Lecture 31 monetary policy goals strategy and tactics part one
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Lecture 31: Monetary policy goals, strategy and tactics – part one. Mishkin Ch16 – part A page 393-411. Outline. Monetary goals price stability and others Monetary targeting inflation targeting and others Next lecture: policy tactics choice of policy instruments.

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Lecture 31: Monetary policy goals, strategy and tactics – part one

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Lecture 31 monetary policy goals strategy and tactics part one

Lecture 31: Monetary policy goals, strategy and tactics – part one

Mishkin Ch16 – part A

page 393-411


Outline

Outline

  • Monetary goals

    • price stability and others

  • Monetary targeting

    • inflation targeting and others

  • Next lecture: policy tactics

    • choice of policy instruments


The price stability goal

The price stability goal

  • Social and economic costs of inflation:

    • Uncertainty

    • Lowers economic growth

    • Strains social fabric

  • Price stability: low and stable inflation


Nominal anchor

Nominal anchor

  • Nominal anchor: a nominal variable such as inflation rate or the money supply, which ties down the price level to achieve price stability.

  • Adherence to a nominal anchor

  • Time-inconsistency problem


Other goals of monetary policy

Other goals of monetary policy

  • High employment

  • Economic growth

  • Stability of financial markets

  • Interest-rate stability

  • Foreign exchange market stability


Should price stability be the primary goal

Should price stability be the primary goal?

  • In the long run there is no conflict between other goals

  • In the short run it can conflict with the goals of high employment and interest-rate stability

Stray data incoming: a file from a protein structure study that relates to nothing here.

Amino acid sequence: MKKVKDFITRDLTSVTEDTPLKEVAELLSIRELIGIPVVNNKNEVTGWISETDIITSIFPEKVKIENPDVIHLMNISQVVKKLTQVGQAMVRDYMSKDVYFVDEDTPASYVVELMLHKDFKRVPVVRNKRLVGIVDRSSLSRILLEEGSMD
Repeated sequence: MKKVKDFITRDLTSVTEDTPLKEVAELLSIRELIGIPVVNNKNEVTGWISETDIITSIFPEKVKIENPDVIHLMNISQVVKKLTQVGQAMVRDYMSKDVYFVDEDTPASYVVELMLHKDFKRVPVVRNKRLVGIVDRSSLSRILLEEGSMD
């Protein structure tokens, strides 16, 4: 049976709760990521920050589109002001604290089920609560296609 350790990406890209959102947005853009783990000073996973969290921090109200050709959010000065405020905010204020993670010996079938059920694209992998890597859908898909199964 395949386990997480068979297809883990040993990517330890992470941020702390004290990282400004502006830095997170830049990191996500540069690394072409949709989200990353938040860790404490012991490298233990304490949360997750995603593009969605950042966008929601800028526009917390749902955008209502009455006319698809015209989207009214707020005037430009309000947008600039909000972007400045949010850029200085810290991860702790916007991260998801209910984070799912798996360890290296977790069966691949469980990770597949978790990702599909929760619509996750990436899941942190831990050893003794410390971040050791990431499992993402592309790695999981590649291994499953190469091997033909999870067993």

• European central bank: Hierarchical mandates

  • The Fed: Dual mandates - two co-equal objectives: price stability and maximum employment

  • Price stability as the primary, long-run goal


Monetary strategies

Monetary strategies

  • Monetary targeting

    • Central bank announces that it will achieve a target value of annual growth rate of money supply (M1 or M2).

  • Inflation targeting

    • Inflation rate as the target.

  • Monetary policy with an implicit nominal anchor

    • No explicit target but have an implicit nominal anchor


Monetary targeting

Monetary targeting

Flexible, transparent, accountable

  • Advantages

    • Almost immediate signals, help fix inflation expectations and produce less inflation

    • Almost immediate accountability

  • Disadvantages

    • Must exist a strong and reliable relationship between the goal variable and the targeted monetary aggregate


Monetary targeting in the u s

Monetary targeting in the U.S.

  • Former chairman Paul Volcker used monetary targets but often misses it

    • True intent was to keep inflation in check

    • Shocks in U.S. economy and financial innovation

  • Former chairman Allan Greenspan abandoned monetary targeting


Inflation targeting

Inflation targeting

  • Public announcement of medium-term numerical target for inflation (e.g. 3-5%).

  • Institutional commitment to price stability as the primary, long-run goal of monetary policy and a commitment to achieve the inflation goal.

  • Information-inclusive approach in which many variables are used in making decisions.

  • Increased transparency of the strategy.

  • Increased accountability of the central bank.


Comments on inflation targeting

Comments on inflation targeting

  • Advantages

    • Does not rely on one variable (such as money supply) to achieve target

    • Easily understood

    • Reduces potential of falling in time-inconsistency trap

    • Stresses transparency and accountability

  • Disadvantages

    • Delayed signaling

    • Too much rigidity

    • Potential for increased output fluctuations

    • Low economic growth during deflation


Implicit nominal anchor

Implicit nominal anchor

  • The Fed uses implicit nominal anchor:

    • Primary goal is to control inflation in the long-run

    • Doesn’t have a explicit monetary aggregate or an inflation target, it is a ‘just do it’ policy

    • Involves forward-looking behavior and preemptive

  • Allen Greenspan

    • Low inflation and steady economic growth


Comments on implicit nominal anchor

Comments on implicit nominal anchor

  • Advantages

    • Uses many sources of information

    • Avoids time-inconsistency problem

    • Demonstrated success

  • Disadvantages

    • Lack of transparency and accountability

    • Strong dependence on the preferences, skills, and trustworthiness of individuals in charge

    • Inconsistent with democratic principles


What happens when greenspan is gone

What happens when Greenspan is gone

  • by Ben S. Bernanke, Frederic S. Mishkin and Adam S. Posen.

  • Ben is a strong proponent of inflation targeting and increasing transparency of Fed


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